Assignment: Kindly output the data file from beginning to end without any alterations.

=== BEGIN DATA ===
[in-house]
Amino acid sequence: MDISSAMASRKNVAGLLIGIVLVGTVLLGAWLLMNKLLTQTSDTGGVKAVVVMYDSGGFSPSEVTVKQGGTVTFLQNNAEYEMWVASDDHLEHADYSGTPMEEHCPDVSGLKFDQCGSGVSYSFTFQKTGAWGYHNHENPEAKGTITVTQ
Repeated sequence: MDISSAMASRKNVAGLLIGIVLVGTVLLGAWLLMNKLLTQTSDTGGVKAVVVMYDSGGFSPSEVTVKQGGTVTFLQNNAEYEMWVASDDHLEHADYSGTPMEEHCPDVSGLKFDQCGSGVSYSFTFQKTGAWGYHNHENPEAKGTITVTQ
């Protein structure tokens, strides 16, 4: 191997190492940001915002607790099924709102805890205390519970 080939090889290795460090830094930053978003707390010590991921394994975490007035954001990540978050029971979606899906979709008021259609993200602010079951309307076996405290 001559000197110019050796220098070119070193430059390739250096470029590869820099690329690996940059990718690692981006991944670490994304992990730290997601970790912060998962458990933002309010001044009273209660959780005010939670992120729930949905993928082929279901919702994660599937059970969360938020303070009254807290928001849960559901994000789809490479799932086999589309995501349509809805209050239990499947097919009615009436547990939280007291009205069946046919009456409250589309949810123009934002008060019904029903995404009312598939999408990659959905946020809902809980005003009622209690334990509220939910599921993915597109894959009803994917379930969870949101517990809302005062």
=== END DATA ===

[in-house]
Amino acid sequence: MDISSAMASRKNVAGLLIGIVLVGTVLLGAWLLMNKLLTQTSDTGGVKAVVVMYDSGGFSPSEVTVKQGGTVTFLQNNAEYEMWVASDDHLEHADYSGTPMEEHCPDVSGLKFDQCGSGVSYSFTFQKTGAWGYHNHENPEAKGTITVTQ
Repeated sequence: MDISSAMASRKNVAGLLIGIVLVGTVLLGAWLLMNKLLTQTSDTGGVKAVVVMYDSGGFSPSEVTVKQGGTVTFLQNNAEYEMWVASDDHLEHADYSGTPMEEHCPDVSGLKFDQCGSGVSYSFTFQKTGAWGYHNHENPEAKGTITVTQ
């Protein structure tokens, strides 16, 4: 191997190492940001915002607790099924709102805890205390519970 080939090889290795460090830094930053978003707390010590991921394994975490007035954001990540978050029971979606899906979709008021259609993200602010079951309307076996405290 001559000197110019050796220098070119070193430059390739250096470029590869820099690329690996940059990718690692981006991944670490994304992990730290997601970790912060998962458990933002309010001044009273209660959780005010939670992120729930949905993928082929279901919702994660599937059970969360938020303070009254807290928001849960559901994000789809490479799932086999589309995501349509809805209050239990499947097919009615009436547990939280007291009205069946046919009456409250589309949810123009934002008060019904029903995404009312598939999408990659959905946020809902809980005003009622209690334990509220939910599921993915597109894959009803994917379930969870949101517990809302005062």